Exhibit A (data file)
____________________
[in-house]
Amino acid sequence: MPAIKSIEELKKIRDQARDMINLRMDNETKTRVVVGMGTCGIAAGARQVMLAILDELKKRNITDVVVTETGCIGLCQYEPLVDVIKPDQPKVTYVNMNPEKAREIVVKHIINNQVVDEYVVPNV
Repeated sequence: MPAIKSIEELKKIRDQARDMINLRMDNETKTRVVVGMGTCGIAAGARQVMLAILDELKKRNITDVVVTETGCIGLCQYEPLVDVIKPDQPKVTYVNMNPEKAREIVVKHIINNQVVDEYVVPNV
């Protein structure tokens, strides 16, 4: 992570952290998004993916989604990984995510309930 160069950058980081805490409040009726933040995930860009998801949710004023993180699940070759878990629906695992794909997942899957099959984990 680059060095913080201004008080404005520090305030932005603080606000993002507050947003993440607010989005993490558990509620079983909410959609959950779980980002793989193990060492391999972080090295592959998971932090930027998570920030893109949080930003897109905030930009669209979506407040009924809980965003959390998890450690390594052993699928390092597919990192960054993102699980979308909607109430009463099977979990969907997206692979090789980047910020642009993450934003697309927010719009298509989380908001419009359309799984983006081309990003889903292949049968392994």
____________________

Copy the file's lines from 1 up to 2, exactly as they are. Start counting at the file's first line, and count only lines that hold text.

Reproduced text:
[in-house]
Amino acid sequence: MPAIKSIEELKKIRDQARDMINLRMDNETKTRVVVGMGTCGIAAGARQVMLAILDELKKRNITDVVVTETGCIGLCQYEPLVDVIKPDQPKVTYVNMNPEKAREIVVKHIINNQVVDEYVVPNV